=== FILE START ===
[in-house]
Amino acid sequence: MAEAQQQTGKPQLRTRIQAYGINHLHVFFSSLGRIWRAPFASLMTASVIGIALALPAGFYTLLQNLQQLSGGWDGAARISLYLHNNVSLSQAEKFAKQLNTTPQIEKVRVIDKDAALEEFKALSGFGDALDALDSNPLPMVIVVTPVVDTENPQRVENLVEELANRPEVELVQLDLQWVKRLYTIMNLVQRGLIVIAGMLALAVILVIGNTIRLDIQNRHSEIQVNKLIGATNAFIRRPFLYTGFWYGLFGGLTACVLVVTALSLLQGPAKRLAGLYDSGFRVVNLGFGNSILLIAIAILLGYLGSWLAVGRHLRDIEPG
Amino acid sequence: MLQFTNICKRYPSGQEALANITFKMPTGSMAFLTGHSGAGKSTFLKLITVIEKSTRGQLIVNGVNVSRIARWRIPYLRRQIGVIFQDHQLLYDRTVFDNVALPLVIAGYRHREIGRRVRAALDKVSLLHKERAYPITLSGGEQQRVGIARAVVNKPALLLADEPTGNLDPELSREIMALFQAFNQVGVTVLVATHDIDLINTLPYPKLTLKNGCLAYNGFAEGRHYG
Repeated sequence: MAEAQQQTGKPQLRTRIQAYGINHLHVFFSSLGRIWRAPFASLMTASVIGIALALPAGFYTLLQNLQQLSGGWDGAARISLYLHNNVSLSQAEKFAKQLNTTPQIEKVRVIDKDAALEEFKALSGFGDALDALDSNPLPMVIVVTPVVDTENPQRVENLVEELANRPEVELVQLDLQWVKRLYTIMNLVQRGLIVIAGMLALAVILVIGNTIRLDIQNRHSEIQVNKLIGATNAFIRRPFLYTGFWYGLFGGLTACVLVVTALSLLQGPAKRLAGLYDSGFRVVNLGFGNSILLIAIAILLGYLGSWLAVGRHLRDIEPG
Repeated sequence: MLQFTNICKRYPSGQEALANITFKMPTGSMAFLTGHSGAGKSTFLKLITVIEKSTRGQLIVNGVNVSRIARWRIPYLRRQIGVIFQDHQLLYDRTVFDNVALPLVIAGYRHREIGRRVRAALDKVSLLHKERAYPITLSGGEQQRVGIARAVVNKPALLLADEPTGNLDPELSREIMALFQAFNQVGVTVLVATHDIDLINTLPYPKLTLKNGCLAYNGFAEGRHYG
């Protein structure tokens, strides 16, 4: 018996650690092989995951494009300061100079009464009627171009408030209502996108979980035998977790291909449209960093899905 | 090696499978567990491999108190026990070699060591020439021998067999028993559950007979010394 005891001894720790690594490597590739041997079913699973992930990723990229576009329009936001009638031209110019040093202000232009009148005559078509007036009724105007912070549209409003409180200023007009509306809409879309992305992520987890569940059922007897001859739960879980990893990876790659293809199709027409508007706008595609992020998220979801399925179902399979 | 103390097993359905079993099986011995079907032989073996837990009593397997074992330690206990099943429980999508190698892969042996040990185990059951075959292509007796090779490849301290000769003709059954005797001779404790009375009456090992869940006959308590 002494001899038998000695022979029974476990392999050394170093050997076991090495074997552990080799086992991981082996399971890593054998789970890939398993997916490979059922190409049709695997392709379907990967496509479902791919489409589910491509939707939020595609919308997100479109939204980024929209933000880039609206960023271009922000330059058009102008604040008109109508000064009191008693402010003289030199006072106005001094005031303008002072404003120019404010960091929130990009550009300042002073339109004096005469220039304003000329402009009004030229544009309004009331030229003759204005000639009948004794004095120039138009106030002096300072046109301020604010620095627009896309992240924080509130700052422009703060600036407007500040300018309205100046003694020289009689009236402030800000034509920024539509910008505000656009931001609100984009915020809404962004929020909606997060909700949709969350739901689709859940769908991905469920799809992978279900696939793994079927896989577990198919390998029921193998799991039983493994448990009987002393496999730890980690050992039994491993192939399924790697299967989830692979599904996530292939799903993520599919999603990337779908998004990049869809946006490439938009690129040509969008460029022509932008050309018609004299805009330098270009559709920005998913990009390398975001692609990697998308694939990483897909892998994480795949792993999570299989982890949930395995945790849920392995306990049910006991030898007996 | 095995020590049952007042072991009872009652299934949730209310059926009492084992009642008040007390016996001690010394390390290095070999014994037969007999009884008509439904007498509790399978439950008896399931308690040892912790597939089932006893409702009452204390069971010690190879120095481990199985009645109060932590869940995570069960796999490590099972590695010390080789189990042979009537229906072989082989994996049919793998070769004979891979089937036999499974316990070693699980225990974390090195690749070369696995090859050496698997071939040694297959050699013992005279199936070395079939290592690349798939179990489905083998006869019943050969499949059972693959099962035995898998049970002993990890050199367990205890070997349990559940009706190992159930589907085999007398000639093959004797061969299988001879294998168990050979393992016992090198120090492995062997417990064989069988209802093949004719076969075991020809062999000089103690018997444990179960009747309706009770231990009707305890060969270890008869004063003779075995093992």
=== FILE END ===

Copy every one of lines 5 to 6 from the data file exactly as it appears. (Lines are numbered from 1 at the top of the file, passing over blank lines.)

Repeated sequence: MLQFTNICKRYPSGQEALANITFKMPTGSMAFLTGHSGAGKSTFLKLITVIEKSTRGQLIVNGVNVSRIARWRIPYLRRQIGVIFQDHQLLYDRTVFDNVALPLVIAGYRHREIGRRVRAALDKVSLLHKERAYPITLSGGEQQRVGIARAVVNKPALLLADEPTGNLDPELSREIMALFQAFNQVGVTVLVATHDIDLINTLPYPKLTLKNGCLAYNGFAEGRHYG
């Protein structure tokens, strides 16, 4: 018996650690092989995951494009300061100079009464009627171009408030209502996108979980035998977790291909449209960093899905 | 090696499978567990491999108190026990070699060591020439021998067999028993559950007979010394 005891001894720790690594490597590739041997079913699973992930990723990229576009329009936001009638031209110019040093202000232009009148005559078509007036009724105007912070549209409003409180200023007009509306809409879309992305992520987890569940059922007897001859739960879980990893990876790659293809199709027409508007706008595609992020998220979801399925179902399979 | 103390097993359905079993099986011995079907032989073996837990009593397997074992330690206990099943429980999508190698892969042996040990185990059951075959292509007796090779490849301290000769003709059954005797001779404790009375009456090992869940006959308590 002494001899038998000695022979029974476990392999050394170093050997076991090495074997552990080799086992991981082996399971890593054998789970890939398993997916490979059922190409049709695997392709379907990967496509479902791919489409589910491509939707939020595609919308997100479109939204980024929209933000880039609206960023271009922000330059058009102008604040008109109508000064009191008693402010003289030199006072106005001094005031303008002072404003120019404010960091929130990009550009300042002073339109004096005469220039304003000329402009009004030229544009309004009331030229003759204005000639009948004794004095120039138009106030002096300072046109301020604010620095627009896309992240924080509130700052422009703060600036407007500040300018309205100046003694020289009689009236402030800000034509920024539509910008505000656009931001609100984009915020809404962004929020909606997060909700949709969350739901689709859940769908991905469920799809992978279900696939793994079927896989577990198919390998029921193998799991039983493994448990009987002393496999730890980690050992039994491993192939399924790697299967989830692979599904996530292939799903993520599919999603990337779908998004990049869809946006490439938009690129040509969008460029022509932008050309018609004299805009330098270009559709920005998913990009390398975001692609990697998308694939990483897909892998994480795949792993999570299989982890949930395995945790849920392995306990049910006991030898007996 | 095995020590049952007042072991009872009652299934949730209310059926009492084992009642008040007390016996001690010394390390290095070999014994037969007999009884008509439904007498509790399978439950008896399931308690040892912790597939089932006893409702009452204390069971010690190879120095481990199985009645109060932590869940995570069960796999490590099972590695010390080789189990042979009537229906072989082989994996049919793998070769004979891979089937036999499974316990070693699980225990974390090195690749070369696995090859050496698997071939040694297959050699013992005279199936070395079939290592690349798939179990489905083998006869019943050969499949059972693959099962035995898998049970002993990890050199367990205890070997349990559940009706190992159930589907085999007398000639093959004797061969299988001879294998168990050979393992016992090198120090492995062997417990064989069988209802093949004719076969075991020809062999000089103690018997444990179960009747309706009770231990009707305890060969270890008869004063003779075995093992």